Processes of Community Change and Social Action

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Overview

This volume—an outgrowth of the annual meeting of the Claremont Symposium on Applied Social Psychology—focuses on examples of social change and community action, and the processes at work in creating change. The presenters engaged each other and the audience in thinking about how best to create and sustain social change. This volume represents a product of their cumulative insight, research results, and perspectives, including chapters from each of the symposium presenters, as well as a few selected chapters from other noted scholars. Taken as a whole, the volume is highly accessible and presents findings from provocative and programmatic research that offer illuminating lessons for anyone interested in attempts at community change, civic participation, and social action.

Processes of Community Change and Social Action provides cutting-edge and complementary approaches to understanding the causes and effects of broad civic participation. The contributors to this volume are all distinguished researchers and theorists, well known for their work on different aspects of processes of community change and social action. They address topics related to service learning, social movements, political socialization, civil society, and especially volunteerism.

This unique interdisciplinary collection appeals to social, personality, community, and developmental psychologists, sociologists, and public health researchers. It also should be of considerable interest to practitioners of social action and individuals working to create social change.

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Product Details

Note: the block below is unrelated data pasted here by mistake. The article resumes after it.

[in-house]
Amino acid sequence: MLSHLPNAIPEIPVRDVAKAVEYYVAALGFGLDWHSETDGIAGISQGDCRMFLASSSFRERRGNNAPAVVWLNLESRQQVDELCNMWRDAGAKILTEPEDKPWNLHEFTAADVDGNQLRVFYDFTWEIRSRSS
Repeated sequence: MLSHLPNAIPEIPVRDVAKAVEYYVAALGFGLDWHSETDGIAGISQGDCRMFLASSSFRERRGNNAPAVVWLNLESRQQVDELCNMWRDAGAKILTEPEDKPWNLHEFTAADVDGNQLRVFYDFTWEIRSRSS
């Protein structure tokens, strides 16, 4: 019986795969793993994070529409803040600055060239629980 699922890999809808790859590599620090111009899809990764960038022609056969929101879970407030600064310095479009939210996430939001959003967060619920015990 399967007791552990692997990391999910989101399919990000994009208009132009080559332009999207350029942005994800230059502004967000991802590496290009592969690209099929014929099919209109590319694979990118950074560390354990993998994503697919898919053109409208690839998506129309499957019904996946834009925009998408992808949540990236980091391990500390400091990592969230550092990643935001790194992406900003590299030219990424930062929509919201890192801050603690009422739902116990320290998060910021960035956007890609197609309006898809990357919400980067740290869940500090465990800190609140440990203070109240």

Table of Contents

Contents: Preface. A.M. Omoto, Understanding Social Change: Introduction to the Volume. J. Wilson, Some Things Social Surveys Don't Tell Us About Volunteering. J.A. Piliavin, Feeling Good by Doing Good: Health Consequences of Social Service. J. Ramirez-Valles, R.M. Diaz, Public Health, Race, and the AIDS Movement: The Profile and Consequences of Latino Gay Men's Community Involvement. M.H. Davis, Becoming (and Remaining) a Community Volunteer: Does Personality Matter? A.M. Omoto, A.M. Malsch, Psychological Sense of Community: Conceptual Issues and Connections to Volunteerism-Related Activism. M.J. Chinman, A. Wandersman, R.M. Goodman, A Benefit-and-Cost Approach to Understanding Social Participation and Volunteerism in Multilevel Organizations. B. Klandermans, M. Roefs, J. Olivier, Social Capital in Democratic Transition: Civil Society in South Africa. C. Flanagan, S. Gil, L. Gallay, Social Participation and Social Trust in Adolescence: The Importance of Heterogenous Encounters. R.G. Bringle, Designing Interventions to Promote Civic Engagement.

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